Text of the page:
Mars500 puts first bootprints on "Mars"

In 1914, the famous Antarctic explorer Shackleton purportedly posted an add to recruit his crew that read:

MEN WANTED for hazardous journey, small wages, bitter cold, long months of complete darkness, constant danger, safe return doubtful, honor and recognition in case of success.

Nearly 100 years later, the same could be said for the first volunteers to explorer Mars. With conventional propulsion technology, it will take about 8 months of floating in the cold blackness of space just to reach Mars. Dangers like radiation exposure and physiological deconditioning are big uncertainties, as are the pyschological effects of being in close quarters for so long.

Addressing these challenges, the European and Russian space agencies launched the ambitious Mars500 Project last June.  Since then, six crewmembers have been locked up in a simulated interplanetary spacecraft pretending to be in transit to the Red Planet. With over 100 scientific experiments on the mission, it's the longest and most rigorous study of the isolation and confinement humans will face under long duration space mission conditions.  Click on the image to the right for a complete PDF overview of the Mars500 Project.

Just like my FMARS and MDRS simulated Mars missions, they observe a strict 20-minute communication delay with "Earth" and only take showers once per week to conserve water.

Italy’s Diego Urbina and Russia’s Aleksandr Smoleevsky had the honor of being the first two crewmembers to perform a 1 hour, 12 minute EVA on the simulated Mars surface earlier today.  Wearing real Russian Orlan-E spacesuits, Urbina and Smoleevsky took soil samples and planted flags in a sand-filled room meant to resemble the lakebed sediments of Gusev Crater, the landing site of NASA's Spirit rover.  Urbina's first words on the alien landscape were recorded in an ESA press release:

Europe has for centuries explored Earth, led by people like Columbus and Magellan.  Today, looking at this red landscape, I can feel how inspiring it will be to look through the eyes of the first human to step foot on Mars.  I salute all the explorers of tomorrow and wish them godspeed.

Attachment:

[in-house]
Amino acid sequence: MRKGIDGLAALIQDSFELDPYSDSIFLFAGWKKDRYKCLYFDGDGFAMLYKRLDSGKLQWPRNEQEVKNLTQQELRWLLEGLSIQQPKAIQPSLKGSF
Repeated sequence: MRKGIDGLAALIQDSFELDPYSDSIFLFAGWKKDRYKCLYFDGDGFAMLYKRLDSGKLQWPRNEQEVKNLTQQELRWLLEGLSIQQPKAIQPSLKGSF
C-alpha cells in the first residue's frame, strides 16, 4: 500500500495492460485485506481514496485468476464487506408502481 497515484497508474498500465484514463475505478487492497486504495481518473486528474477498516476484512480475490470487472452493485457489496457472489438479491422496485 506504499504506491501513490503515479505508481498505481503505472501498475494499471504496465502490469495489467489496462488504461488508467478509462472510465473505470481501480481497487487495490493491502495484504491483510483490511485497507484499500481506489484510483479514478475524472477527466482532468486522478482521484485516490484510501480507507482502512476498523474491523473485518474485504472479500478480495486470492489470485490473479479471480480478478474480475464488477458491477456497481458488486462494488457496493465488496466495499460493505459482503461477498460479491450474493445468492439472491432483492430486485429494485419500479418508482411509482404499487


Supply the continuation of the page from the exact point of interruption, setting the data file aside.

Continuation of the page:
You can watch Urbina and Smoleevsky in a video of the first Mars500 EVA:

Two more EVAs are scheduled for February 18 and 22.  On February 23, the 3-person landing party will launch from the Mars surface where they will dock with the orbiting mother ship on February 24.  After 3 days of quanrantine, they'll reunite with their three other crewmates and prepare to leave Mars orbit on March 1 for the 8-month return journey to Earth, where "honor and recognition" are sure to follow.

To read more about today's history-making event, check out articles at New ScientistMSNBC, National Geographic, and

Oh, and since this is Valentine's Day, click on over to Universe Today and check out the many hearts on Mars!

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PillowNaut said...

Shackelton's quote is particularly apt, as everyone knows any true pioneering steps may turn out to be a one-way trip. I'm honestly no less riveted with this than I would be with a real Mars voyage -- this speaks volumes for how dedicated some folks are, and we should all be so proud of these chaps for giving up such a huge chunk of their lives for science. I'll bet if we did one of these in America, you'd sign up for it, wouldn't you, Brian! =)